“Simply put,” he asked. “Do you feel safe going to work?”

“Look, I feel safe,” Pressley said. “Living with threats and living with bigots, who are as vile in their rhetoric as they are in the policies that they seek and enact, and the harm that they seek to cause the most marginalized communities, Black Americans in particular, is not new. Again, this is familiar in an ancestral sort of way. So, it is not going to deter or obstruct me from doing my job for the American people.” Then Pressley discussed the importance of a COVID-19 response that leaves no one behind.

Here’s that clip.

“One of the images that I’m haunted by is the black custodial staff cleaning up the mess left by that violent white supremacist mob. That is a metaphor for America.” Democratic Rep. Ayanna Pressley discusses the Jan. 6 attack on the US Capitol and impeachment. #CNNSOTU pic.twitter.com/t2i5su99Gj

— State of the Union (@CNNSotu) February 7, 2021

On a related note, New Jersey Rep. Andy Kim tweeted about his personal experience cleaning up after the riots. The thread is quickly going viral and is well worth checking out, too.

It was a month ago when I found this broken eagle while cleaning the Capitol after the insurrection. I kept it as a tender reminder of the enormous work ahead to heal. This is one of several symbols I want to share with you as we think what comes next for our nation (THREAD) pic.twitter.com/u4SRgA8lxX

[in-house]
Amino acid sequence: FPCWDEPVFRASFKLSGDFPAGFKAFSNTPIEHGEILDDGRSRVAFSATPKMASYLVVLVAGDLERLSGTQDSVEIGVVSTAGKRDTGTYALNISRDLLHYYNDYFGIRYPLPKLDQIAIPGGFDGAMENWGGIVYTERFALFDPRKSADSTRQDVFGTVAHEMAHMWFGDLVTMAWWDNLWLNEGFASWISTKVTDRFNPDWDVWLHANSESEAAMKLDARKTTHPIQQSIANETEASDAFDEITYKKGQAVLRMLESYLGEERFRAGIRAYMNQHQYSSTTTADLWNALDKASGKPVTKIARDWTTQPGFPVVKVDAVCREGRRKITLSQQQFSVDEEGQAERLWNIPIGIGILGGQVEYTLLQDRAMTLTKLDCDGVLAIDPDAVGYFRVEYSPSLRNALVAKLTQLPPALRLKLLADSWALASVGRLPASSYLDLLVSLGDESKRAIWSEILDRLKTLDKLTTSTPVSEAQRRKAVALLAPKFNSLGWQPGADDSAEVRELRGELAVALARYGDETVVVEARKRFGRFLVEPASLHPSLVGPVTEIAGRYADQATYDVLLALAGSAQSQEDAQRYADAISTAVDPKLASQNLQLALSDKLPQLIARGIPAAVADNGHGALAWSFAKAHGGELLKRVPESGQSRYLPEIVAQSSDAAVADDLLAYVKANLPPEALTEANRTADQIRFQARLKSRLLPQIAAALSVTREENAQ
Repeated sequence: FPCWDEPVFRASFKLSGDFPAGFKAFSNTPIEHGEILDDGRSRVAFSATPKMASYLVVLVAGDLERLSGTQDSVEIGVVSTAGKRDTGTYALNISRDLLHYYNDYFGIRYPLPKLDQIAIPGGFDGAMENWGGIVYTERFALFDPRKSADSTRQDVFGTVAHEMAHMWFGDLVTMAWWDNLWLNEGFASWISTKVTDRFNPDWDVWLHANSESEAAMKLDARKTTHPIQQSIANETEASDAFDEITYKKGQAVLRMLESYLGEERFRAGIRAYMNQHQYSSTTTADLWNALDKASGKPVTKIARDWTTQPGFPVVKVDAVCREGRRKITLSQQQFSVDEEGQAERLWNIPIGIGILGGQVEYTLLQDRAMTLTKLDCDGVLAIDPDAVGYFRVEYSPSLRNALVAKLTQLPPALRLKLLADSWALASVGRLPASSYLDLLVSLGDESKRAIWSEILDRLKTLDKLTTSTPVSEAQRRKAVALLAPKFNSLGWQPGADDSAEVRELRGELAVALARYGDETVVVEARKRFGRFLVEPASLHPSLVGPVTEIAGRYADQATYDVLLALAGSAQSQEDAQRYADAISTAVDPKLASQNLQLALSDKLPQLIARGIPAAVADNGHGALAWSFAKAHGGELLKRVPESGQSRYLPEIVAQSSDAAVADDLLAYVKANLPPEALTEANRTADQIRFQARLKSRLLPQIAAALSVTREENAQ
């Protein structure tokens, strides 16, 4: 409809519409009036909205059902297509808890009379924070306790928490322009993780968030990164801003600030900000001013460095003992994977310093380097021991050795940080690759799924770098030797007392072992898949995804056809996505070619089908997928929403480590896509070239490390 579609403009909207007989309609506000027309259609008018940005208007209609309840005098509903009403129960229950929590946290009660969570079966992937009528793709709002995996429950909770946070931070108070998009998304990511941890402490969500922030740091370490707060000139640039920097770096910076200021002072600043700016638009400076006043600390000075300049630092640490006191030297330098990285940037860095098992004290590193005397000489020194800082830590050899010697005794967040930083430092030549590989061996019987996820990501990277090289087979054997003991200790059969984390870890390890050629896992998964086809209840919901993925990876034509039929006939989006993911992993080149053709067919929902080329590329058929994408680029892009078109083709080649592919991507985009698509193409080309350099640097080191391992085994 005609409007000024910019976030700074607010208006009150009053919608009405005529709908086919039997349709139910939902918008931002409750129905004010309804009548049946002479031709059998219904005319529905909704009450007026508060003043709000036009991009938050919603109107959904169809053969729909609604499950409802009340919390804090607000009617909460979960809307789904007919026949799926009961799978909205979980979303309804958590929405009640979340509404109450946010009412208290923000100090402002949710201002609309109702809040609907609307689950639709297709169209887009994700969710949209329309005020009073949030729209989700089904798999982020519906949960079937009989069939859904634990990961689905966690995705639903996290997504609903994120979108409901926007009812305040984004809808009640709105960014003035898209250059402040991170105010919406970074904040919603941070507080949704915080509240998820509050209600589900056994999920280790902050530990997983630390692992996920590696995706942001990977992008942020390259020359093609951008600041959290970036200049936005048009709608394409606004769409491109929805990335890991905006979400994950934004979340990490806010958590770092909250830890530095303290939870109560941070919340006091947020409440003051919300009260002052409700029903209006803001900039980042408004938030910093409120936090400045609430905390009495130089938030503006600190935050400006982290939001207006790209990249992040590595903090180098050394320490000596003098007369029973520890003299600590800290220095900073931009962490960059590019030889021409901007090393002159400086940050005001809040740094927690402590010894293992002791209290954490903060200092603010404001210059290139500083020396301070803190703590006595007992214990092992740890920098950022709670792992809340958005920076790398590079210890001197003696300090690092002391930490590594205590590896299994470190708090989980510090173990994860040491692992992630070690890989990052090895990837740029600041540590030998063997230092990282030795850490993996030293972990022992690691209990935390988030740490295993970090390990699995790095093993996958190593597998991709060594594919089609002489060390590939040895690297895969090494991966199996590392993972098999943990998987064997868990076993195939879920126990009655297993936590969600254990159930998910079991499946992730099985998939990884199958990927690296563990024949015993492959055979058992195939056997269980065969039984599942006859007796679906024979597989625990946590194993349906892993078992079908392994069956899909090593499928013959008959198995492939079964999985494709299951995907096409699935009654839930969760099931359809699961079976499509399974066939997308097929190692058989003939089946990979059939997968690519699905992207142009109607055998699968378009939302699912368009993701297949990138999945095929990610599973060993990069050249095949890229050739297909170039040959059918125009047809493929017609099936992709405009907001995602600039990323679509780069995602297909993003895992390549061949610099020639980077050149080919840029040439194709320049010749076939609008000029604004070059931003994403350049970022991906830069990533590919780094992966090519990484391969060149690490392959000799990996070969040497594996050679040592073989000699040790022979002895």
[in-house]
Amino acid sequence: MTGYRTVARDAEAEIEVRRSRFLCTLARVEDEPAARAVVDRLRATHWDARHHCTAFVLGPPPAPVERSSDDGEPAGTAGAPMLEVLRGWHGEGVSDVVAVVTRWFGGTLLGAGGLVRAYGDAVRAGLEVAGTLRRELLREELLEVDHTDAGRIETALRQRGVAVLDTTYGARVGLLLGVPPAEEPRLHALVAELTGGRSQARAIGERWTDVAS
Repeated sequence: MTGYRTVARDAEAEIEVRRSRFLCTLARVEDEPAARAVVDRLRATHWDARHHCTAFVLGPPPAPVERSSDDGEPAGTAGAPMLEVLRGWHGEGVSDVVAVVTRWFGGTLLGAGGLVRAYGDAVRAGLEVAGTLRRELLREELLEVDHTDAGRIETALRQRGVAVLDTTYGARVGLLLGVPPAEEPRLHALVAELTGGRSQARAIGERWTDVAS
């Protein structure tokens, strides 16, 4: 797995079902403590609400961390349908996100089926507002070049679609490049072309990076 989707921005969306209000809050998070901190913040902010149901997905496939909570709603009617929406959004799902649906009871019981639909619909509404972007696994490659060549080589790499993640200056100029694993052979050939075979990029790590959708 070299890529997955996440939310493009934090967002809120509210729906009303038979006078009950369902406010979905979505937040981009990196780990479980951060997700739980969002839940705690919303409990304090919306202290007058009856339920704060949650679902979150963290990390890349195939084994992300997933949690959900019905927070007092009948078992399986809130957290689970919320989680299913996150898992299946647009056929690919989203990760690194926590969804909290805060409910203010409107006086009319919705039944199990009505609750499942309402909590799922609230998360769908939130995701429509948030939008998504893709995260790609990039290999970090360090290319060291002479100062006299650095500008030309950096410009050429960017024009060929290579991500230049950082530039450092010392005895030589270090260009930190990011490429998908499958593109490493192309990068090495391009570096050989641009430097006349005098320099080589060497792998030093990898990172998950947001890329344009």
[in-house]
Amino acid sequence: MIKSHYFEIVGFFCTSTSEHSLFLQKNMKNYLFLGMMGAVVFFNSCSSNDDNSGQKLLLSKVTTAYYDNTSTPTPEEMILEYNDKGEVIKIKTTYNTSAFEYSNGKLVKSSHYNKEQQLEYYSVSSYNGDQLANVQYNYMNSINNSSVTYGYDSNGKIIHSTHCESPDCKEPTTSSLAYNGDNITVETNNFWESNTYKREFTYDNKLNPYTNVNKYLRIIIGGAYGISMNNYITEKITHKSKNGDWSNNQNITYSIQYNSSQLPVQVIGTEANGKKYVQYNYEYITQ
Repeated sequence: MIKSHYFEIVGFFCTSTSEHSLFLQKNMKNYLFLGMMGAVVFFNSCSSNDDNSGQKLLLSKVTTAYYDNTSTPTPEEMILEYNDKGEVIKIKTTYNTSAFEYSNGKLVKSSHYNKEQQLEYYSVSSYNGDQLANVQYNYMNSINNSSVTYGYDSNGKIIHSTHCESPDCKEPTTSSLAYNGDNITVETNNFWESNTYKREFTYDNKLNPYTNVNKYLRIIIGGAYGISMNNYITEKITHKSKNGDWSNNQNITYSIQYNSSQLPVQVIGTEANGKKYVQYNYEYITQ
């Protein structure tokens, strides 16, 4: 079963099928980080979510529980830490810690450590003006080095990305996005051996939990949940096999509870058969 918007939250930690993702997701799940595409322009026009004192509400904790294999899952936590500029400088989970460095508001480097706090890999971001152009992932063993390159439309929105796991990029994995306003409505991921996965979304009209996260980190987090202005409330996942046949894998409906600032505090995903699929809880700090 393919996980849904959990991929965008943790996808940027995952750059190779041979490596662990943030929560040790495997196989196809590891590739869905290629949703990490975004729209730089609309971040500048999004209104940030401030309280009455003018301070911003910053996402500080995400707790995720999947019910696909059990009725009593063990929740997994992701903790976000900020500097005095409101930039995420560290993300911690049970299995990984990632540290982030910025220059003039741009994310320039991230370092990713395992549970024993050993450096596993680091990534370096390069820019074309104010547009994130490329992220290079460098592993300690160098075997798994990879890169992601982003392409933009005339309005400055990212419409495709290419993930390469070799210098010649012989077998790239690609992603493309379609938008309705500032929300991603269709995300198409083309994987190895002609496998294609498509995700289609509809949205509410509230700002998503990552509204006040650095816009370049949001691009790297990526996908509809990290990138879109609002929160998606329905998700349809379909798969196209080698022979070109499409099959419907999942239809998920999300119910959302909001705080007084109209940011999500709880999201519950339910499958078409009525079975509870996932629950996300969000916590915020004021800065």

— Andy Kim (@AndyKimNJ) February 6, 2021

Morning Digest: Flipping the Senate is within reach as three key race ratings shift toward Democrats

The Daily Kos Elections Morning Digest is compiled by David Nir, Jeff Singer, Stephen Wolf, Carolyn Fiddler, and Matt Booker, with additional contributions from David Jarman, Steve Singiser, Daniel Donner, James Lambert, David Beard, and Arjun Jaikumar.

Leading Off

Race Ratings: As the battle for control of the Senate grows more competitive, Daily Kos Elections is moving a trio of contests in the Democrats’ direction, though all three Republican incumbents very much remain in the fight. Iowa Sen. Joni Ernst’s race moves from Likely to Lean Republican, while Maine Sen. Susan Collins' and North Carolina Sen. Thom Tillis’ seats have gone from Lean Republican to Tossup.

With these changes, we now rate three Republican-held seats as Tossups (the two above plus Arizona) and one as Lean Democratic (Colorado). If Democrats can sweep these races and retake the White House, they'll win back control of the Senate even in the likely event that Alabama Sen. Doug Jones loses his bid for re-election.

Campaign Action

Iowa (Likely Republican to Lean Republican). At the start of the cycle, it wasn’t clear whether Joni Ernst would be a serious target, but of late, both parties have begun treating the Hawkeye State as a major battleground. Ernst’s allies at the NRSC and the Senate Leadership Fund have reserved a total of $15.2 million in ad time, while the DSCC and the Senate Majority PAC have booked $20.4 million to unseat her. Businesswoman Theresa Greenfield, who has the support of national Democrats in the June 2 primary, has also proven to be a strong fundraiser, though Ernst still had considerably more money to spend at the end of March.